Checking out upcoming dividends. In our Strategy piece recently, we highlighted dividend as one of the selection criteria. Indeed, of our 12 stock picks for the first quarter 2003, quite a handful offer superior dividend yields as added attractions, including AZRB (RM3.08), Oriental Holdings (RM3.50), UAC (RM3.94), and Uchi Technologies (RM8.30).
Twenty generous dividend payers. In today’s write-up, we focus on listed companies with December year-end which can be expected to unveil above-average dividends in their upcoming result announcements next month. On this basis, we arrive at a list of 20 stocks.
Of the 16 companies that pay interim dividends, five have raised and six have maintained their respective payouts. Excluding special dividends of BAT (RM35.50) and MBM Resources (RM2.71) in 2001, only three of the 16 companies have cut back interim dividends in 2002, in line with reduced profitability, i.e. Tan Chong (RM1.13), Warisan TC (RM2.26) and Yeo Hiap Seng (RM1.49).
Issues of note. For investors looking to beat deposit returns and yet seek the comfort of downside cushion, we believe our list serves as a good starting point. For this purpose, several issues are of note. First, Bintulu Port (RM2.33), Supercomal (RM1.65), Uchi and United Plantations (RM4.32) typically declare their final dividends separately and subsequent to their results announcements.
Among the four, Uchi and United Plantations both offer compelling valuations: Uchi backed by its strong R&D (research and development) niche, while United Plantations ranks high as one of the most efficient plantations offering pure palm oil exposure.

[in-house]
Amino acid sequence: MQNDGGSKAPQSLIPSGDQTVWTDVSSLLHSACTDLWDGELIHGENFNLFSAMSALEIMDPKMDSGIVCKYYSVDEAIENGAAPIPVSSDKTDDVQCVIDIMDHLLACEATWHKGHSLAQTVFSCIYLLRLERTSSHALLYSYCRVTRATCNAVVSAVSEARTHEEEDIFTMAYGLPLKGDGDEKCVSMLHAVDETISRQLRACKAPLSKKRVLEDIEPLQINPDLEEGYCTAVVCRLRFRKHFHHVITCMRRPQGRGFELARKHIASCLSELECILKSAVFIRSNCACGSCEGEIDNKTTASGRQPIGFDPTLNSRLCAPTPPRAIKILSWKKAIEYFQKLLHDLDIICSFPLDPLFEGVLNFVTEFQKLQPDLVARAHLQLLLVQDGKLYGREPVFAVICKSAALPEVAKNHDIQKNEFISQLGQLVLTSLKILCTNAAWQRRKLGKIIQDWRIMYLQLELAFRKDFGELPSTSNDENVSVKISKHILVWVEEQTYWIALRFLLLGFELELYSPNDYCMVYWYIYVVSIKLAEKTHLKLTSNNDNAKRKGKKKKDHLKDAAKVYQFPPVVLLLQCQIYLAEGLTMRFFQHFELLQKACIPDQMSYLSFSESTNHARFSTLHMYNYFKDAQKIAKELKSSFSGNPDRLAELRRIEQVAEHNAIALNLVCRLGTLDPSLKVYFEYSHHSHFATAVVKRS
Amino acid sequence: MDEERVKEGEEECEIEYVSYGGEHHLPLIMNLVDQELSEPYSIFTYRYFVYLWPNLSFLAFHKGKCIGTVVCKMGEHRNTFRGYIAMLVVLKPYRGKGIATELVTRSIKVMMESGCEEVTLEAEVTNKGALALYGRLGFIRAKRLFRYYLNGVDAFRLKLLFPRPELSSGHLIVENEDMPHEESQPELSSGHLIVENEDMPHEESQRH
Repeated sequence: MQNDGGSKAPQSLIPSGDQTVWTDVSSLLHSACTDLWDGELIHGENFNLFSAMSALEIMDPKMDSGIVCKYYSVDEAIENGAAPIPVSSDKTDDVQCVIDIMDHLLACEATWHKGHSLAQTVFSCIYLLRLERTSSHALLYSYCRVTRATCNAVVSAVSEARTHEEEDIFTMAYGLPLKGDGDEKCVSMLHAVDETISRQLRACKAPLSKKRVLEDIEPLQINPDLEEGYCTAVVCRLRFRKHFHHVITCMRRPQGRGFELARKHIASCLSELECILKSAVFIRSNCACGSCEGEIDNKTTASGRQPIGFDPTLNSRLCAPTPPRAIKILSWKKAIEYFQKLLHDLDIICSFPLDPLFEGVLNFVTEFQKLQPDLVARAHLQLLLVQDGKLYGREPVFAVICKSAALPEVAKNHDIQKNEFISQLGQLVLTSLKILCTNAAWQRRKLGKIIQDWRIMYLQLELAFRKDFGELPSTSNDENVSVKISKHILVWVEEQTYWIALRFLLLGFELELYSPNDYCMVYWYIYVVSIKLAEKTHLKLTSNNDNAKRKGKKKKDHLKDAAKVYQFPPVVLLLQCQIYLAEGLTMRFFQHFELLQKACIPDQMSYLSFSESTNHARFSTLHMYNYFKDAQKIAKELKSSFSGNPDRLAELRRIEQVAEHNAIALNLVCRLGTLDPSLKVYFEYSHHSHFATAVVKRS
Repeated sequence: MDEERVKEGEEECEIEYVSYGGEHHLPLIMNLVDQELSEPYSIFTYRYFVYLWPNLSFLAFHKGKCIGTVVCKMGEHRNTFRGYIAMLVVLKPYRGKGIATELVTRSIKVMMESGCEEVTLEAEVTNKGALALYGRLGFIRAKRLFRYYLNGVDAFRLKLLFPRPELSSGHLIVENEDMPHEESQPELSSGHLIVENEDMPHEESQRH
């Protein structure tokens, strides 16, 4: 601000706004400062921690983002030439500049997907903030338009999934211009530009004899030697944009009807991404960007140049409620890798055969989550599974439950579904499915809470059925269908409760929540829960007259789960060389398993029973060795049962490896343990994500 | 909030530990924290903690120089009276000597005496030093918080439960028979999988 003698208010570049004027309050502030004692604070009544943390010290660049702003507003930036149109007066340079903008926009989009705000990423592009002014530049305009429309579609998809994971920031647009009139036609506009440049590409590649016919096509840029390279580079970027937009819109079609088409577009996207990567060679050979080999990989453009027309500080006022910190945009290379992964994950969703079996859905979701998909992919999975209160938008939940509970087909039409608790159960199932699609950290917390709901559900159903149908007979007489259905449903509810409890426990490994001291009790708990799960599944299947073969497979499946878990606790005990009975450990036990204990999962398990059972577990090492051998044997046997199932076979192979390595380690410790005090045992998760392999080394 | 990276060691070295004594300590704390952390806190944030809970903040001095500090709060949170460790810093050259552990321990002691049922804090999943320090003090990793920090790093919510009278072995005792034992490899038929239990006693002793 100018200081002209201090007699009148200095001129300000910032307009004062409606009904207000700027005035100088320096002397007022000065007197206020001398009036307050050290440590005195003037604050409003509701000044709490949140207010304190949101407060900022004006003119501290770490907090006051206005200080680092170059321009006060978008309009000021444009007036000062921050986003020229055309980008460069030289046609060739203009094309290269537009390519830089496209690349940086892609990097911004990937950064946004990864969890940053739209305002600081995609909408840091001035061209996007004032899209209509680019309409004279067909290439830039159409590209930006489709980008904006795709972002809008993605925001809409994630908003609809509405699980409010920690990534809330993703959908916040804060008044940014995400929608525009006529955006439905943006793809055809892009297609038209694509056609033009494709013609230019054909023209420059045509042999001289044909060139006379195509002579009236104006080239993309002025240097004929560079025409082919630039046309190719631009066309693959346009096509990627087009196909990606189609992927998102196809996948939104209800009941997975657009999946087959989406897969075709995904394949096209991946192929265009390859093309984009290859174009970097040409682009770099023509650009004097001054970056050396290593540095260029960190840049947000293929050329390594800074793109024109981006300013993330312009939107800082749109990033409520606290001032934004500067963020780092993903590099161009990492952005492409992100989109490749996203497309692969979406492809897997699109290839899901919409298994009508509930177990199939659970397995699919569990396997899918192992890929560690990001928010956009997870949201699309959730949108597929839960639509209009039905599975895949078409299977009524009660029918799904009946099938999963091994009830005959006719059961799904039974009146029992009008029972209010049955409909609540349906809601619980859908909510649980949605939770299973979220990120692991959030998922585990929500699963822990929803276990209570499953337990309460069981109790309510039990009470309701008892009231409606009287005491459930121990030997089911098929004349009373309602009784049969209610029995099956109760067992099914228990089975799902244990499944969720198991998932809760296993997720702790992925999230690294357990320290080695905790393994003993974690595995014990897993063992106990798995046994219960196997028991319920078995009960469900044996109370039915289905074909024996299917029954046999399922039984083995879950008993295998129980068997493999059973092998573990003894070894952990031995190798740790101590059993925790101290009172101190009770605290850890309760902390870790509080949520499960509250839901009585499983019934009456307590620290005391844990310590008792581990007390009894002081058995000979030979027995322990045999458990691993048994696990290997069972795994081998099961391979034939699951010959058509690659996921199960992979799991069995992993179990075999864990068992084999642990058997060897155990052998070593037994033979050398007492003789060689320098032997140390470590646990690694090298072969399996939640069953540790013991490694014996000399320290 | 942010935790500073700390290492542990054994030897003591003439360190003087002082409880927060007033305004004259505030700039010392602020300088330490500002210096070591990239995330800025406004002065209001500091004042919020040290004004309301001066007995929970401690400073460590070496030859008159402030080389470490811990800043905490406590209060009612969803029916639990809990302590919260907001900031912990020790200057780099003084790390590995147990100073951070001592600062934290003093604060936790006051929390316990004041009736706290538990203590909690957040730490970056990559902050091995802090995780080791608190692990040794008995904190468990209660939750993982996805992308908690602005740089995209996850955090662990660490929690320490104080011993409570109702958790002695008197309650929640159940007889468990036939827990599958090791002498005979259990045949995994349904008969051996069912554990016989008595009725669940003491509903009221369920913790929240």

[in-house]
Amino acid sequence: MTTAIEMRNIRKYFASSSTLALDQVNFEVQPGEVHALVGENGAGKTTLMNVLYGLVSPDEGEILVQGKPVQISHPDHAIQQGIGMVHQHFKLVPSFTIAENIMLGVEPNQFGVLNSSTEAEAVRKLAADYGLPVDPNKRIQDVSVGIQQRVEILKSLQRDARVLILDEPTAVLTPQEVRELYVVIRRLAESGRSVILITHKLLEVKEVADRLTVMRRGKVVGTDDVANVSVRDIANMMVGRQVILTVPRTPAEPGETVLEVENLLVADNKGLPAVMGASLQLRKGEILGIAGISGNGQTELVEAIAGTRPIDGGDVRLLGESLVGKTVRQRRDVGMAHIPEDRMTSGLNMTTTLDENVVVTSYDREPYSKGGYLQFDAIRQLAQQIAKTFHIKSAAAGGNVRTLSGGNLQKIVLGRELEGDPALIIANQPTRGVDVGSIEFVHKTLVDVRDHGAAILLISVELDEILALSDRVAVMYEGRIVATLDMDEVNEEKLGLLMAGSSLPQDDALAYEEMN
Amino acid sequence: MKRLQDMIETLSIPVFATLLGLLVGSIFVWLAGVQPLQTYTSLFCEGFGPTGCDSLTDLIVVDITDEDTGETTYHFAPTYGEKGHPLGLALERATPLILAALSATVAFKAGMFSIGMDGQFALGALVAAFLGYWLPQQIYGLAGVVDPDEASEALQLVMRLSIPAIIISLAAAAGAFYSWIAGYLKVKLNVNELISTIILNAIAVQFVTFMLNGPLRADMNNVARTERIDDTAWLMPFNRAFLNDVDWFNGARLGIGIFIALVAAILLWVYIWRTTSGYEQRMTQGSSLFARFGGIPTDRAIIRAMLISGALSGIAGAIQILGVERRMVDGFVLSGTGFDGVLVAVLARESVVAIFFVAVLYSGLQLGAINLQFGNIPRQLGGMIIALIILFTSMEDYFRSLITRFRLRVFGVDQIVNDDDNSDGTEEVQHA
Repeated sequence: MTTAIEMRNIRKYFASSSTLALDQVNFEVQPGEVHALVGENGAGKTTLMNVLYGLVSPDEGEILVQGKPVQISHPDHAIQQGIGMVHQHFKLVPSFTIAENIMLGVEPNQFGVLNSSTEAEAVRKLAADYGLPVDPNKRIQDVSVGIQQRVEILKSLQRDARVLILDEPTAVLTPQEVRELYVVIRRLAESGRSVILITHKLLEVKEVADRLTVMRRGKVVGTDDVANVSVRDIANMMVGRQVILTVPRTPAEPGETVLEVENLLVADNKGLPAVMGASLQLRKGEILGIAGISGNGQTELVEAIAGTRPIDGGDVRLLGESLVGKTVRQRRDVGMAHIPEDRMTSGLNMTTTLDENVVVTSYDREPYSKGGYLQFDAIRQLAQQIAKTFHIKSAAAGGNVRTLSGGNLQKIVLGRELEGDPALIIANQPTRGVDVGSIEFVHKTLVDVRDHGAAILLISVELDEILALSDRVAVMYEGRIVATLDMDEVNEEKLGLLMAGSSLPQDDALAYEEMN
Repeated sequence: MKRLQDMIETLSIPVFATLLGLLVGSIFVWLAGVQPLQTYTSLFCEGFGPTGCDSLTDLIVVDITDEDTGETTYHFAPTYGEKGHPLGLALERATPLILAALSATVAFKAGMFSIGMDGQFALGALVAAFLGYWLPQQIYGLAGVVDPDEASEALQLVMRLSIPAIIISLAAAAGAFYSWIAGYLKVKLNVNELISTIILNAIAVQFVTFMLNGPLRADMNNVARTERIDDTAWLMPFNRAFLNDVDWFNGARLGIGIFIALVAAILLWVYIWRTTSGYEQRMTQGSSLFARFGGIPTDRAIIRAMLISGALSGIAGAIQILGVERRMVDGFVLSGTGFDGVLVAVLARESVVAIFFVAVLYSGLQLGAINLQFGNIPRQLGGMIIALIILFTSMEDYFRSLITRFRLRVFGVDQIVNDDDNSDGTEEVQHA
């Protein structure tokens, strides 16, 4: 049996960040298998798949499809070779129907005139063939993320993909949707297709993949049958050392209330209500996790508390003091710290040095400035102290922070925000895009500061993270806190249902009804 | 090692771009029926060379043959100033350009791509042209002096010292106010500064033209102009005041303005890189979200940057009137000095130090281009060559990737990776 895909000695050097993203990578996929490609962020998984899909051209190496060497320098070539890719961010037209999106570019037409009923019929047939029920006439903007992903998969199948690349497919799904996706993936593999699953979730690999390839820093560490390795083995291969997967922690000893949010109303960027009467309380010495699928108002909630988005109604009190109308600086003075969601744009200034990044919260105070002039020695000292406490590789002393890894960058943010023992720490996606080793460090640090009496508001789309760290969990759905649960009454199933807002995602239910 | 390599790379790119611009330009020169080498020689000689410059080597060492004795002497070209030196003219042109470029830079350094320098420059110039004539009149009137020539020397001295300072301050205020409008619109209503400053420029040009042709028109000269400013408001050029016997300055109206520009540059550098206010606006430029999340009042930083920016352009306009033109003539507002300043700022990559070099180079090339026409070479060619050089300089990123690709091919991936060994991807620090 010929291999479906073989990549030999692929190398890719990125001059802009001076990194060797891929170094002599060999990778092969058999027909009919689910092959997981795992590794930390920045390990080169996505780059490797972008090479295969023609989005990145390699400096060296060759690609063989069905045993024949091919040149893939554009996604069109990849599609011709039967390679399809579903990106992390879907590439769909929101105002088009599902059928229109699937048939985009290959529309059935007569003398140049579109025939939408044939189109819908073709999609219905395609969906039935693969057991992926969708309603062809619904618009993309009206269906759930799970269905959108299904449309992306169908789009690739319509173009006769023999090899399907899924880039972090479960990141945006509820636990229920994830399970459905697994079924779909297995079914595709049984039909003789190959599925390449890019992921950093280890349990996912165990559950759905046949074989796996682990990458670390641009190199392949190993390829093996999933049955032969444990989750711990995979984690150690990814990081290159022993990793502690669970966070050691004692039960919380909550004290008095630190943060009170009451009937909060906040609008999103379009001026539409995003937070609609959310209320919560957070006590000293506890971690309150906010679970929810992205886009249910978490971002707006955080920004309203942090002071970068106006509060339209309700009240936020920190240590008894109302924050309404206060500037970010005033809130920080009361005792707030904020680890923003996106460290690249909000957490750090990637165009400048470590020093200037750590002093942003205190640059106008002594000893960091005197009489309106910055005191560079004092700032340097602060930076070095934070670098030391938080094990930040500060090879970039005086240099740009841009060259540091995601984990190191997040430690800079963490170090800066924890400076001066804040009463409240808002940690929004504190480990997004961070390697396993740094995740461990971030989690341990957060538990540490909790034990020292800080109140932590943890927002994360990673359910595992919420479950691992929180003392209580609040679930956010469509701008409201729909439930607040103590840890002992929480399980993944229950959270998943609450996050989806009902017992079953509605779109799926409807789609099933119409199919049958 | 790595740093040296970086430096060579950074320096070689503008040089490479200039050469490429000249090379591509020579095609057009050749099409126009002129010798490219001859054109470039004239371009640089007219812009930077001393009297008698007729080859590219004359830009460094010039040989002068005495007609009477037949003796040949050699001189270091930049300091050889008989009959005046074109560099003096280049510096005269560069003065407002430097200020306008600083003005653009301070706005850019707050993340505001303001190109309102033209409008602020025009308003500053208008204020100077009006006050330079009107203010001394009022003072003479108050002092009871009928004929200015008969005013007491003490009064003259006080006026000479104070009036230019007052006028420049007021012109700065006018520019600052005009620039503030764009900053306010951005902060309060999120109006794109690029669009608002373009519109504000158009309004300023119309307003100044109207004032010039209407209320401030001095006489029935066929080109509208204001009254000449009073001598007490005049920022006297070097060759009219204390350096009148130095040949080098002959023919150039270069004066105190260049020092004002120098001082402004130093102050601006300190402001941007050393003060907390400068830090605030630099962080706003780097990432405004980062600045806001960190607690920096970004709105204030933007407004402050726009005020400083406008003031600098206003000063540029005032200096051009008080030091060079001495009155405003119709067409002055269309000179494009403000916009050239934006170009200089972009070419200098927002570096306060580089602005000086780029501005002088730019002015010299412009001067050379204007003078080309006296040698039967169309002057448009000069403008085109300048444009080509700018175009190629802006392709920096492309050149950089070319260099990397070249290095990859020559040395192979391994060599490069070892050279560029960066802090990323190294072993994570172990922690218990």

In contrast, the key attraction of Supercomal and Bintulu Port is principally derived from dividends. The dividend appeal also applies to Cycle & Carriage Bintang (CCB) (RM4.10) and Warisan TC.
In particular, CCB is worth a mention. We note a sharp increase in net cash as the company draws down inventory ahead of the new Mercedes distribution arrangement this year. While profitability is set to fall sharply at CCB, we would not rule out the possibility of higher dividends in the light of the robust cash levels.
Seven could spring final dividend surprise. Assuming that the 20 companies on the list maintained their 2001 final dividends in 2002, net yields would range from 1.6% in the case of MBM Resources to 7.1% for Supercomal Technologies. Of the 20 stocks, we see scope for seven to do better than this fairly conservative assumption, i.e. APM (RM3.00), BAT, Hi & Low (RM2.96), NCB Holdings (RM1.66), Oriental Holdings, Public Bank (RM2.34), and United Plantations.
Except BAT, which we see as nearly fair valued, and Public Bank, which we like but advocate a cheaper entry via Public Finance (RM7.70), the other five stocks are on Surf88’s Buy list, noting though the thin trading liquidity for NCB Holdings. Meanwhile, we would also reiterate the special circumstances noted for CCB as mentioned earlier.
On the converse, shareholders may have to pare dividend expectations for Carlsberg (RM11.10), which could reduce special payout in the light of the challenging environment that pressured earnings 21% lower in January–September 2002. It is also realistic to be more conservative about Bintulu and Uchi after the two more than doubled net interim dividends several months ago.
Other potential candidates. Dividend-driven investors should also keep an eye on EON (RM8.45), which consistently has been paying net final dividend of 28.8 sen per share the past few years. This year, we have not included EON in the list of 20 companies as the scope for a final dividend is not entirely certain after the recent special net dividend of RM3.06 per share, which has already been paid.
Notwithstanding, EON remains on our Buy list for its asset attraction amid the ongoing move to unlock shareholders’ values.
While the Hong Leong group of companies are not due for final dividends given their mostly June financial year-end, several companies under the stable are expected to declare fairly generous interim dividends. These would include OYL (RM20.70), Hong Leong Industries (RM3.74), and Hume (RM2.49). Based on the maintenance of interim dividends for the June 2002 financial year, investors can look forward to net yields of 1.7% for OYL and 1.9% for HLI. Hume could pleasantly surprise given indications of full-year net yields of 5.8% after the recent restructuring.
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